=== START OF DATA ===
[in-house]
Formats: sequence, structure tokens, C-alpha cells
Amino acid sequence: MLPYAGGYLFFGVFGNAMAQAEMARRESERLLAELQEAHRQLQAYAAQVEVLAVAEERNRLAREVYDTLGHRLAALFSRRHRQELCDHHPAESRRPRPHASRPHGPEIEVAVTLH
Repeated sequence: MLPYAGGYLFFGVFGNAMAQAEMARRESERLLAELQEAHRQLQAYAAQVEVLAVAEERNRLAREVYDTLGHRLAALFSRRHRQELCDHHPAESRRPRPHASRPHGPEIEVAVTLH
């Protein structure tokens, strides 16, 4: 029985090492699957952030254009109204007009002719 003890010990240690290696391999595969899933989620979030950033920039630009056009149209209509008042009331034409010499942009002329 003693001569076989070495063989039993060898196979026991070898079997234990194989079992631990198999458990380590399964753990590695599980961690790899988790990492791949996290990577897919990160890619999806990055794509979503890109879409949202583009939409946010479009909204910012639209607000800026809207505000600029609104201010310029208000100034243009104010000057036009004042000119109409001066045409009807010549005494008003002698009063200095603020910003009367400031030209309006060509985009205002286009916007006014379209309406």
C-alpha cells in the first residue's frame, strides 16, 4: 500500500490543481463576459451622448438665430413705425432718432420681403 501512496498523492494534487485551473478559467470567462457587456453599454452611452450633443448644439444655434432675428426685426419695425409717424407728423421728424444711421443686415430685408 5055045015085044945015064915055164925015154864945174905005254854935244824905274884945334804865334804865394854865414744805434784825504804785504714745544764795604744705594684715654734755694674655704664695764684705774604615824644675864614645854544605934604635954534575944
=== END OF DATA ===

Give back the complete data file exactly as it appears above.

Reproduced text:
[in-house]
Formats: sequence, structure tokens, C-alpha cells
Amino acid sequence: MLPYAGGYLFFGVFGNAMAQAEMARRESERLLAELQEAHRQLQAYAAQVEVLAVAEERNRLAREVYDTLGHRLAALFSRRHRQELCDHHPAESRRPRPHASRPHGPEIEVAVTLH
Repeated sequence: MLPYAGGYLFFGVFGNAMAQAEMARRESERLLAELQEAHRQLQAYAAQVEVLAVAEERNRLAREVYDTLGHRLAALFSRRHRQELCDHHPAESRRPRPHASRPHGPEIEVAVTLH
């Protein structure tokens, strides 16, 4: 029985090492699957952030254009109204007009002719 003890010990240690290696391999595969899933989620979030950033920039630009056009149209209509008042009331034409010499942009002329 003693001569076989070495063989039993060898196979026991070898079997234990194989079992631990198999458990380590399964753990590695599980961690790899988790990492791949996290990577897919990160890619999806990055794509979503890109879409949202583009939409946010479009909204910012639209607000800026809207505000600029609104201010310029208000100034243009104010000057036009004042000119109409001066045409009807010549005494008003002698009063200095603020910003009367400031030209309006060509985009205002286009916007006014379209309406």
C-alpha cells in the first residue's frame, strides 16, 4: 500500500490543481463576459451622448438665430413705425432718432420681403 501512496498523492494534487485551473478559467470567462457587456453599454452611452450633443448644439444655434432675428426685426419695425409717424407728423421728424444711421443686415430685408 5055045015085044945015064915055164925015154864945174905005254854935244824905274884945334804865334804865394854865414744805434784825504804785504714745544764795604744705594684715654734755694674655704664695764684705774604615824644675864614645854544605934604635954534575944